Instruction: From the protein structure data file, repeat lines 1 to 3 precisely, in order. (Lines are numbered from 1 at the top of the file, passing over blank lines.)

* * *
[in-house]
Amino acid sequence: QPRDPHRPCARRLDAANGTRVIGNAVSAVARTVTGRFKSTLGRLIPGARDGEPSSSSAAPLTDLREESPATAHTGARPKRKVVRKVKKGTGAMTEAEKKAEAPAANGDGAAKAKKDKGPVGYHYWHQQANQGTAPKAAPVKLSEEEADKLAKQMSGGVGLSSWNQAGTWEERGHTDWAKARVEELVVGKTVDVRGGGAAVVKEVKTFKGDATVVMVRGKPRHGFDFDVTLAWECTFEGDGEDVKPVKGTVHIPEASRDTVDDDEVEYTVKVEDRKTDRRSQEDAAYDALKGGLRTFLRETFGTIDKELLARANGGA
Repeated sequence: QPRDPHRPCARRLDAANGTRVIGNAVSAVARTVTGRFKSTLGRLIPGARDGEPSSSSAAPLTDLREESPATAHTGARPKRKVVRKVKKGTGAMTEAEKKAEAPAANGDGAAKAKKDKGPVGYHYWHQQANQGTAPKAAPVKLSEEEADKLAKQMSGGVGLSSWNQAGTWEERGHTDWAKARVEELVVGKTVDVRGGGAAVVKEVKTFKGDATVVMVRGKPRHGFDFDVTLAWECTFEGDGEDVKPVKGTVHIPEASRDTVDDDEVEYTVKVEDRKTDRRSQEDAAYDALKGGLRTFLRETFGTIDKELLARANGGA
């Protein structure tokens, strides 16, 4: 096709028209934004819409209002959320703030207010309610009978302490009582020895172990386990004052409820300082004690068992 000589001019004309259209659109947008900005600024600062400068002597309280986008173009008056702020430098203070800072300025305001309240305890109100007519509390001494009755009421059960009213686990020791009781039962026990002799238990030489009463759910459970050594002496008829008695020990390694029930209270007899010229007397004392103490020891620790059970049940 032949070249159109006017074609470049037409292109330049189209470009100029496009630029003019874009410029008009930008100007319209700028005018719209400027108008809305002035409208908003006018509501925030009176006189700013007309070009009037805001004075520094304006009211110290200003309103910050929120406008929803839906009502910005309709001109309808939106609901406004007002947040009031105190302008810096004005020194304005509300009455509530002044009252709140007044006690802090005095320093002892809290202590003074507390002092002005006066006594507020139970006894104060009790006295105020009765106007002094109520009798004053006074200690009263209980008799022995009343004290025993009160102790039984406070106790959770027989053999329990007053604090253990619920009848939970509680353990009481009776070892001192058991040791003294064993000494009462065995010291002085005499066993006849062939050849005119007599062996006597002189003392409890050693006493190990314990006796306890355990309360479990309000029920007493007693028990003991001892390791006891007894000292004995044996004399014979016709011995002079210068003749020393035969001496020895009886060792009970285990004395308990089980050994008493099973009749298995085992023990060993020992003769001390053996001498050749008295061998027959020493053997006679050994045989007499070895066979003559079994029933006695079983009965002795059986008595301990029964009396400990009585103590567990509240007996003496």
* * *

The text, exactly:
[in-house]
Amino acid sequence: QPRDPHRPCARRLDAANGTRVIGNAVSAVARTVTGRFKSTLGRLIPGARDGEPSSSSAAPLTDLREESPATAHTGARPKRKVVRKVKKGTGAMTEAEKKAEAPAANGDGAAKAKKDKGPVGYHYWHQQANQGTAPKAAPVKLSEEEADKLAKQMSGGVGLSSWNQAGTWEERGHTDWAKARVEELVVGKTVDVRGGGAAVVKEVKTFKGDATVVMVRGKPRHGFDFDVTLAWECTFEGDGEDVKPVKGTVHIPEASRDTVDDDEVEYTVKVEDRKTDRRSQEDAAYDALKGGLRTFLRETFGTIDKELLARANGGA
Repeated sequence: QPRDPHRPCARRLDAANGTRVIGNAVSAVARTVTGRFKSTLGRLIPGARDGEPSSSSAAPLTDLREESPATAHTGARPKRKVVRKVKKGTGAMTEAEKKAEAPAANGDGAAKAKKDKGPVGYHYWHQQANQGTAPKAAPVKLSEEEADKLAKQMSGGVGLSSWNQAGTWEERGHTDWAKARVEELVVGKTVDVRGGGAAVVKEVKTFKGDATVVMVRGKPRHGFDFDVTLAWECTFEGDGEDVKPVKGTVHIPEASRDTVDDDEVEYTVKVEDRKTDRRSQEDAAYDALKGGLRTFLRETFGTIDKELLARANGGA